I read a study that says that in some Muslim countries, sixty percent of the girls are forced to undergo clitoridectomies. I like to look on the bright side. This means that forty percent of the girls can run faster than their brothers.

What about this new President of Iran? I'd say he's a few goats short of a harem. Either that or a few nails short of a suicide bomb.

And the Democrats are still calling for us to surrender in Iraq. Then again, they do support the troops. In fact, if their support gets any stronger, the troops will have to obtain a restraining order.

Of course, if only Kerry had been elected, none of this would have happened. Unlike Bush, he promised to bend over forwards to rebuild our alliances. In fact, if Kerry had been elected, France would never have left Americans' behind. Nor, with John Edwards by his side, would we be living in "two Americas," one that can afford the finest hair care products, the other living in constant fear of a bad hair day.

But at the moment they're stuck with Howard Dean at the helm of the DNC. He works so closely with the a-holes at dailykos and moveon.org, that after his chairmanship is over he'll be able to switch his specialty to proctology.

Speaking of France, everyone thinks they're anti-Semitic, but they're actually quite evenhanded toward Jews and Palestinians. True, they want the Palestinians to have a homeland, but they also clamored for the return of Jews to their homeland in Germany during W.W.II.

I still hate the MSM. Could they be any more clueless? Their motto ought to be, "Always the last to know, so you won't have to be." They're always looking for "the roots of terror." What do you need to know about the roots of terror except that the average Palestinian roots for terror?

At least now that Israel is out of Gaza, the Palestinians are fighting with each other. It's even worse than when they escalated the truce with Israel. In fact, they're fighting like the Jihatfields & McMartyrs.

I read a story the other day about China selling arms to the Sudan, which, last time I checked, was committing genocide against Christians. That reminded me of some of the lost sayings of Confucius:

--Confucius say man who feed allahgator get eaten last.

--Confucius say man who do business with Muslim must beware of evil in tent.

--Confucius say Christians pay arm and leg for arms sold to Sudan.

--Confucius say Chinese government like peeping Tom--enjoy watching Christians get screwed.

--Confucius say Bill Clintons' secretary not permanent unless screwed on desk.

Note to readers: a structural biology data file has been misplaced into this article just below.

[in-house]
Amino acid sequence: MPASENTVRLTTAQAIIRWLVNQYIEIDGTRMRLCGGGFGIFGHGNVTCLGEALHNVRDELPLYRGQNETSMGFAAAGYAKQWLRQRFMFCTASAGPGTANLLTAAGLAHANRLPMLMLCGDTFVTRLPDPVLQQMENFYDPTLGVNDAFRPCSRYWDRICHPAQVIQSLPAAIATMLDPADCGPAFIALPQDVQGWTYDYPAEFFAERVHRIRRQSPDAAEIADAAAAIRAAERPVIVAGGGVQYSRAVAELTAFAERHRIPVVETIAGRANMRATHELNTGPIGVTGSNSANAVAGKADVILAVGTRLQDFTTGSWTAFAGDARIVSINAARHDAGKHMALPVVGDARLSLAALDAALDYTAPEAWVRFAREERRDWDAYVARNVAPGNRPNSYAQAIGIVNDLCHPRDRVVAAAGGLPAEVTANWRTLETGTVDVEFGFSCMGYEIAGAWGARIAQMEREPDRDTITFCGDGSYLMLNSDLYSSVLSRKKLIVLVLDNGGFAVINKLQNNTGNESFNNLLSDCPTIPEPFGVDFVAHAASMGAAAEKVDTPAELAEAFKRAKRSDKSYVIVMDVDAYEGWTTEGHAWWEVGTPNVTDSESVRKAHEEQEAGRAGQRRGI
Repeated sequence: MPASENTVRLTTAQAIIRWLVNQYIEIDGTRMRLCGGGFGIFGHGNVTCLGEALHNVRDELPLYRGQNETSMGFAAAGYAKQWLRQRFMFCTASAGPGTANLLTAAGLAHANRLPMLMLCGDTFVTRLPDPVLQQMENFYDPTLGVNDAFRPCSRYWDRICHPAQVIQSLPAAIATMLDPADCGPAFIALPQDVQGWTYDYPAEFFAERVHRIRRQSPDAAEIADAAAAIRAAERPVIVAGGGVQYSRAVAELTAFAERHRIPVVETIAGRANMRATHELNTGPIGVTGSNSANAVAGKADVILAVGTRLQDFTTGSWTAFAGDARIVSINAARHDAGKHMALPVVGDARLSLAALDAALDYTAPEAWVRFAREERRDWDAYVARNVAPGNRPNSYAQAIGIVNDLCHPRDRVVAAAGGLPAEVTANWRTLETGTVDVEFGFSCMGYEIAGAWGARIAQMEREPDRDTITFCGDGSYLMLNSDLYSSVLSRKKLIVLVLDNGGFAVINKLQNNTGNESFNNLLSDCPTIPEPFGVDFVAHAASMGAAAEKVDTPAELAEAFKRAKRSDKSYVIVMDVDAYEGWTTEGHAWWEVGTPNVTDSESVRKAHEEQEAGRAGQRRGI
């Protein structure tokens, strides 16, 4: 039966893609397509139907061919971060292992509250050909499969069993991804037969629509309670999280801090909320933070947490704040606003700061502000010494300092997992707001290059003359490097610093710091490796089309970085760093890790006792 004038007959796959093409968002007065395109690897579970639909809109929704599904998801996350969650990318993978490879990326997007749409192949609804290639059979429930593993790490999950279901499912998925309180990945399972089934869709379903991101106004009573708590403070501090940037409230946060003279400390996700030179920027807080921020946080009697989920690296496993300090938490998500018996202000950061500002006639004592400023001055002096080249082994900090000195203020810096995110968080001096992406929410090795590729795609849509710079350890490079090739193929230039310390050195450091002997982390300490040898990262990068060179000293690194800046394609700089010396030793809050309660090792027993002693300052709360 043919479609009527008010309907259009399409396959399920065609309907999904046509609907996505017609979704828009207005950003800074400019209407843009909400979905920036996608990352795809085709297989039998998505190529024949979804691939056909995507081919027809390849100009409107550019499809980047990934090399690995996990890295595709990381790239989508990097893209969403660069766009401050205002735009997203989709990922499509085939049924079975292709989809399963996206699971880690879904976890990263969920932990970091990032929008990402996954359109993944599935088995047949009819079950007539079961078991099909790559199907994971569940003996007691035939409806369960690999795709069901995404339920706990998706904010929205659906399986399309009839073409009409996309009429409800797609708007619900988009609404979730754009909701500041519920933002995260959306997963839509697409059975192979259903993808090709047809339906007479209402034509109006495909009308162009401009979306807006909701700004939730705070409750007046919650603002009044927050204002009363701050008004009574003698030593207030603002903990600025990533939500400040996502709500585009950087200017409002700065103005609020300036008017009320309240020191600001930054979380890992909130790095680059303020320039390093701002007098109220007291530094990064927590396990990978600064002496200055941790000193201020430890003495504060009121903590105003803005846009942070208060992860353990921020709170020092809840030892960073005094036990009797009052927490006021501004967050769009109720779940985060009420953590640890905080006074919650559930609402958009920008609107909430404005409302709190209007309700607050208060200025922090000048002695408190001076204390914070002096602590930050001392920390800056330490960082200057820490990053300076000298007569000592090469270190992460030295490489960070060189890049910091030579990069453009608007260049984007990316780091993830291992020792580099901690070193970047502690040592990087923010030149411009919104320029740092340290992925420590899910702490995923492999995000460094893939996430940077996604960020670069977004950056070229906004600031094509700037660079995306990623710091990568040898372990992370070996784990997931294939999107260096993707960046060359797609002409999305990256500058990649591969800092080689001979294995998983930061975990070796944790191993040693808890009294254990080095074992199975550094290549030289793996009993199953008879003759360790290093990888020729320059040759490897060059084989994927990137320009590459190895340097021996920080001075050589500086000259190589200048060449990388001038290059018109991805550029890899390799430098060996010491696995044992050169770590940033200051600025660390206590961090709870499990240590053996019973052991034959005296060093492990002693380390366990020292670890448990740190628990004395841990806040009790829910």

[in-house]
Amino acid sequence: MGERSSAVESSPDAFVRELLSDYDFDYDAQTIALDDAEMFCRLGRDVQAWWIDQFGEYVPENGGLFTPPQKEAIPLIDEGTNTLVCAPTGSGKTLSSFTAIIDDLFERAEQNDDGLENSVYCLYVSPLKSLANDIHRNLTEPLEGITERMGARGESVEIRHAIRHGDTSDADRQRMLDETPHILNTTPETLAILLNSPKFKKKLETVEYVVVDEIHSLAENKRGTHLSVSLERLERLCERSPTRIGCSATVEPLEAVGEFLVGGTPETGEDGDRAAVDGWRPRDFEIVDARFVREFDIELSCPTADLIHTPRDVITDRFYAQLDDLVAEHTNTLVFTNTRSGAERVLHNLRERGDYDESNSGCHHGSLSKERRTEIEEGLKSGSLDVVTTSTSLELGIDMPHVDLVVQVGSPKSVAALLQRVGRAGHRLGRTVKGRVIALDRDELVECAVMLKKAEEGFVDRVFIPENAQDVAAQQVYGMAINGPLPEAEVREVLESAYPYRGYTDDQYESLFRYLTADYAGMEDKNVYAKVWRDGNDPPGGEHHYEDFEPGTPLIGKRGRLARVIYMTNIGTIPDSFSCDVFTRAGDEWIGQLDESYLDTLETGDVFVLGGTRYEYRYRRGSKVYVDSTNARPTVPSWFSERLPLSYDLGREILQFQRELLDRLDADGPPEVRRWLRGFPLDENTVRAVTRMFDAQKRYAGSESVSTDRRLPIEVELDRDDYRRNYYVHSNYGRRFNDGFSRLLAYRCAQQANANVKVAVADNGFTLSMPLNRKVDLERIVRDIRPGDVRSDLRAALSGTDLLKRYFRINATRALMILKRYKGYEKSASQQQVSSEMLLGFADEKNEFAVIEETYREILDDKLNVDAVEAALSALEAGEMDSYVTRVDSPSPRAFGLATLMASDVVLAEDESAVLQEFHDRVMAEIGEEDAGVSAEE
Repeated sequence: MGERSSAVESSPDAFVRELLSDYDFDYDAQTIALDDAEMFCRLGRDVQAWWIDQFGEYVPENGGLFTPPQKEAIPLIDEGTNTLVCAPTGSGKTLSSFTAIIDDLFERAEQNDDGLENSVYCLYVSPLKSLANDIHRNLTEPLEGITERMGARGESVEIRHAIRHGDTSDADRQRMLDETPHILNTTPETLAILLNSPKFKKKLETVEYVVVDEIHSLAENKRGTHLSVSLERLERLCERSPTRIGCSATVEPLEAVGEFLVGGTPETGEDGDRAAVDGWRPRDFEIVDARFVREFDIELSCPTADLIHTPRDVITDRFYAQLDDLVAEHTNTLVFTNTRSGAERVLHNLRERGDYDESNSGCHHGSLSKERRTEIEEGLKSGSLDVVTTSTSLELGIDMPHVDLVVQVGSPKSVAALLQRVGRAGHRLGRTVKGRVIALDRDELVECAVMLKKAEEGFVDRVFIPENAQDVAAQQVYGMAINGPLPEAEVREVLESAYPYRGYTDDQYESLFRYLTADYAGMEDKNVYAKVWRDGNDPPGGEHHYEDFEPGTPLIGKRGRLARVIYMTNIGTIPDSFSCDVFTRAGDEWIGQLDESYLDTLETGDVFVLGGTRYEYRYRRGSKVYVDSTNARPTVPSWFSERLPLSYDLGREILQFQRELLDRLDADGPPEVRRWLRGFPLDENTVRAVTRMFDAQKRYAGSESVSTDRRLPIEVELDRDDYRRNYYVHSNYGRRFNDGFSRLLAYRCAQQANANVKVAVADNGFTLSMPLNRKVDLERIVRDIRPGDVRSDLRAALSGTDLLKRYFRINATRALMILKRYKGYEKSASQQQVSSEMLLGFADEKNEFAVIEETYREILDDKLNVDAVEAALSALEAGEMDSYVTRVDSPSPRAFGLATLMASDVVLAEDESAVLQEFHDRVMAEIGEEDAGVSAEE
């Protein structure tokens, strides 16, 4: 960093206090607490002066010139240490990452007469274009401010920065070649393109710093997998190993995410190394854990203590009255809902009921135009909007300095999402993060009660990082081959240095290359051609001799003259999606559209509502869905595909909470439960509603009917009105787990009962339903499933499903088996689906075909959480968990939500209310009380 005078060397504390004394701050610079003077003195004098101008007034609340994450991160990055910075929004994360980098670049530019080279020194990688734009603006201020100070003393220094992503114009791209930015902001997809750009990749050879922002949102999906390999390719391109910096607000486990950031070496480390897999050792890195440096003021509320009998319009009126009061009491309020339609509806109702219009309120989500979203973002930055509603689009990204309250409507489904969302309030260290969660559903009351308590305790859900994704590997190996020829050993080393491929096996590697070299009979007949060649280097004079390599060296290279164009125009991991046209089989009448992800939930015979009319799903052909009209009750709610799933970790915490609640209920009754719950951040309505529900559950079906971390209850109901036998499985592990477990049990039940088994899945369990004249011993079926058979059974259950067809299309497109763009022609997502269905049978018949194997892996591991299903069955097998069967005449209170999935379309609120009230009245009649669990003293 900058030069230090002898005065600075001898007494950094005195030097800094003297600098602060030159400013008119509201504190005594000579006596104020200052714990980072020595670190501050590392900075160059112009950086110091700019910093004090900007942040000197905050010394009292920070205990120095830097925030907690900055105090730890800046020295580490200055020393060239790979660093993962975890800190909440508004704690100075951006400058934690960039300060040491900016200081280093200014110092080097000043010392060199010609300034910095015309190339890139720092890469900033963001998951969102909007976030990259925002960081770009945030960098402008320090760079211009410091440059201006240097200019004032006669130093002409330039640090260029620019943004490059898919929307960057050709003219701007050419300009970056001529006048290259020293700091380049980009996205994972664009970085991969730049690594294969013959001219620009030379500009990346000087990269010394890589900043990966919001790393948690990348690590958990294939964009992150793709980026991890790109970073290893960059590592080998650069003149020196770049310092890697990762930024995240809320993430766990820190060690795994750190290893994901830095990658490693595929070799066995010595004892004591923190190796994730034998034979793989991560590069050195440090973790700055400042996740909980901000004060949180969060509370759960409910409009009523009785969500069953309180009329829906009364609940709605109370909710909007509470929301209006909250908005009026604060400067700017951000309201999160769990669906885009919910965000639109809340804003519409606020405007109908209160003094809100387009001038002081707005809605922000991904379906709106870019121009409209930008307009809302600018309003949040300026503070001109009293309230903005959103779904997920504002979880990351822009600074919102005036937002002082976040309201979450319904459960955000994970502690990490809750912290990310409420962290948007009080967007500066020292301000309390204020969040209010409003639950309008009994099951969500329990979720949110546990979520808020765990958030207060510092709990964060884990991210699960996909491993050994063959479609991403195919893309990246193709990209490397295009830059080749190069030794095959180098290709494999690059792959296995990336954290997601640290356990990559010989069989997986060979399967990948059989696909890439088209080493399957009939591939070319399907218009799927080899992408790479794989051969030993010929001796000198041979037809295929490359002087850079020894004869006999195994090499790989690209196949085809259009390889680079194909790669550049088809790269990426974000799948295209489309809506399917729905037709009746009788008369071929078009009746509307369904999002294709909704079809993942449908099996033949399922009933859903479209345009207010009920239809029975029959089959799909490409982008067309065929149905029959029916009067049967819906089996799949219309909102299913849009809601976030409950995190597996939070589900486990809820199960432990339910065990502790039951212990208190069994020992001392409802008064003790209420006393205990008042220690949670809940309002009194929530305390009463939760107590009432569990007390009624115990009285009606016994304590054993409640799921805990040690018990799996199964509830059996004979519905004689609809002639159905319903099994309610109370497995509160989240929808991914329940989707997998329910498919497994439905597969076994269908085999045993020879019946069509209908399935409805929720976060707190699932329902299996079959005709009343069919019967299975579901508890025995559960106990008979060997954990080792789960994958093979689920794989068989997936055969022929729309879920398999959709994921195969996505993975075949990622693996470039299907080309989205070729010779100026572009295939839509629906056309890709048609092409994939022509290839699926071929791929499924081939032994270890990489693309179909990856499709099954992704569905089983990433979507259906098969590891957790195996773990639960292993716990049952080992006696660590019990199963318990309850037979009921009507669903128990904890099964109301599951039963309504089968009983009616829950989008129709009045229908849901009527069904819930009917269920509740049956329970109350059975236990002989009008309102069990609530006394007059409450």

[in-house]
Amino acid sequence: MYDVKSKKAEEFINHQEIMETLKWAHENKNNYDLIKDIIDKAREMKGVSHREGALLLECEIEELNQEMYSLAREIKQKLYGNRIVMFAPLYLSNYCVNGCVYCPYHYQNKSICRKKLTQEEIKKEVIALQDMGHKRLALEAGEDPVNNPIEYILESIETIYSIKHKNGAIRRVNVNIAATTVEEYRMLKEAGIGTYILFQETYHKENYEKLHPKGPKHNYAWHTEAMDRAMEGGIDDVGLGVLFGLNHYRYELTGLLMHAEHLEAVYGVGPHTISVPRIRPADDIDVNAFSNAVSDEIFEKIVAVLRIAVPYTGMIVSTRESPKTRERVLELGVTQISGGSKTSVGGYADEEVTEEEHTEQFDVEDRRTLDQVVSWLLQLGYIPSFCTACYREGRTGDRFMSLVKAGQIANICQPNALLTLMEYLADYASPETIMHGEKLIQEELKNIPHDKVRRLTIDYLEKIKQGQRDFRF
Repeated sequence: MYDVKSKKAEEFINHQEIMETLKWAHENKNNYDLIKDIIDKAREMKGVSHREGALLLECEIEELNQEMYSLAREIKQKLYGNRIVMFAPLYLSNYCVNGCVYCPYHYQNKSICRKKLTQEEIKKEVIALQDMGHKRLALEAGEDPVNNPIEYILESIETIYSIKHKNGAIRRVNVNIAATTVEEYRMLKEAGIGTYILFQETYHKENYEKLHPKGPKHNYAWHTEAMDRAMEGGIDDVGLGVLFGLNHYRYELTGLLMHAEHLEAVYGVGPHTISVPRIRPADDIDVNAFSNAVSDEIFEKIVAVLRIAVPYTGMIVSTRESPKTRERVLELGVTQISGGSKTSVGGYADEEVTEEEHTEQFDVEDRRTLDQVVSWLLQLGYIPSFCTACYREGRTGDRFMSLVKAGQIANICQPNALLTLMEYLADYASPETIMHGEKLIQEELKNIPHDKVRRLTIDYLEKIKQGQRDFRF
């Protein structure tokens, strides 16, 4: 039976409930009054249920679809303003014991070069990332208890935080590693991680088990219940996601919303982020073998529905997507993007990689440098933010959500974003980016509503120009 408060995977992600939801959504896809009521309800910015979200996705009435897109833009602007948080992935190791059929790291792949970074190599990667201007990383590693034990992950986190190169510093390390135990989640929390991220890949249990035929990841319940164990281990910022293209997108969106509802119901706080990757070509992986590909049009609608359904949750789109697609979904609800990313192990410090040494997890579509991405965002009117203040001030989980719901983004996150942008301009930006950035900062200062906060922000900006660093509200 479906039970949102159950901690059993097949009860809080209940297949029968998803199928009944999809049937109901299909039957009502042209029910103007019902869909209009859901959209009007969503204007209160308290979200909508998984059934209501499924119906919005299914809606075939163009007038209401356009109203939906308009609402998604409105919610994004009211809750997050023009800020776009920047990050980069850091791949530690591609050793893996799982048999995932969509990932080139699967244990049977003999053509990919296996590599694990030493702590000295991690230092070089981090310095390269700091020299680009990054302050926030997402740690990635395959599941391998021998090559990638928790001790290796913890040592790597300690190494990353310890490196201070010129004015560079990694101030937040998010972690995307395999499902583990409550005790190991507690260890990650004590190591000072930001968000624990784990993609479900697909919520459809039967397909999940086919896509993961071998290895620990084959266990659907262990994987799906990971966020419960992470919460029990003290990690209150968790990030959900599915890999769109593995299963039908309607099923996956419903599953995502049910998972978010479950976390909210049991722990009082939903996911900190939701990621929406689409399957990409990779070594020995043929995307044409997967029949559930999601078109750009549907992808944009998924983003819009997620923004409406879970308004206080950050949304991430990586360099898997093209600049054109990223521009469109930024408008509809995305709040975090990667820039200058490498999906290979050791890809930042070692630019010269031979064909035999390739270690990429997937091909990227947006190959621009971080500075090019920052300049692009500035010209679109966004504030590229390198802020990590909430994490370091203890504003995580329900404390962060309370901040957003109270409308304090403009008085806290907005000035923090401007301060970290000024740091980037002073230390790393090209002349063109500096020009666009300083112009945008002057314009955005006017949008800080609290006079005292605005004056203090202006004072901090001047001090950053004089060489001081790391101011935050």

How did that one get in there? That was 1998.

Tuesday, December 27, 2005

Political Entomology, Part II: Liberal Ants and Their Circular Mill

I'm reading an interesting book entitled The Wisdom of Crowds, which is full of counter-intuitive insights until you think about them for a moment and realize that they're not really so counter-intuitive at all.

Surowiecki's main point is that groups are often smarter than the smartest individuals. Anyone who knows anything about economics knows that this certainly applies to the allocation of scarce resources, which decentralized free markets accomplish much more efficiently and effectively than any individual ever could, no matter how brilliant.

But it turns out that the collective wisdom of crowds generally surpasses experts in most realms, so long as the crowd satisfies four conditions: diversity of opinion (note: the very opposite of the leftist definition of diversity), independence of thought (opinions are not determined by the opinions of those those around them), decentralization (in particular, the ability to draw on local knowledge), and aggregation (a mechanism for converting private judgments into a collective decision).

It turns out that if you assemble a group of just the brightest people to solve a problem, it will actually be less effective at solving the problem than a more diverse group with fewer brilliant people. (One immediately thinks of how our liberal looniversity bins have become such cognitively sealed asylums of foolishness.) For one thing, smart people tend to resemble each other in what they can do and how they think: "Adding in a few people who know less, but have different skills, actually improves the group's performance..... The development of knowledge may depend on maintaining an influx of the naive and the ignorant.... Groups that are too much alike find it harder to keep learning, because each member is bringing less and less new information to the table."

To cite just one example, between 1984 and 1999, almost 90 percent of all mutual find managers underperformed the Wilshire 5000 Index, "a relatively low bar." In short there was no correlation at all beween expertise and accuracy in predicting the stock market. Nevertheless, the more educated one is, the more one is likely to overestimate one's abilities and judgment, not just in the field of finance, but among "physicians, nurses, lawyers, engineers, entrepreneurs," who all believe they know much more than they actually do. Here, Paul Krugman comes to mind, an expert economist who is merely wrong about everything, every time.

Obviously there are unwise crowds, but for very specific reasons. Surowiecki cites the example of what entomologists call a "circular mill." In the early 20th century a naturalist came upon a group of army ants in the Guyana jungle. They were moving in a huge circle some 1,200 feet in circumference, one ant following the next, in a closed loop that took each ant two and a half hours to complete. The circle went on for a couple of days, as one ant after another eventually dropped dead from exhaustion and starvation.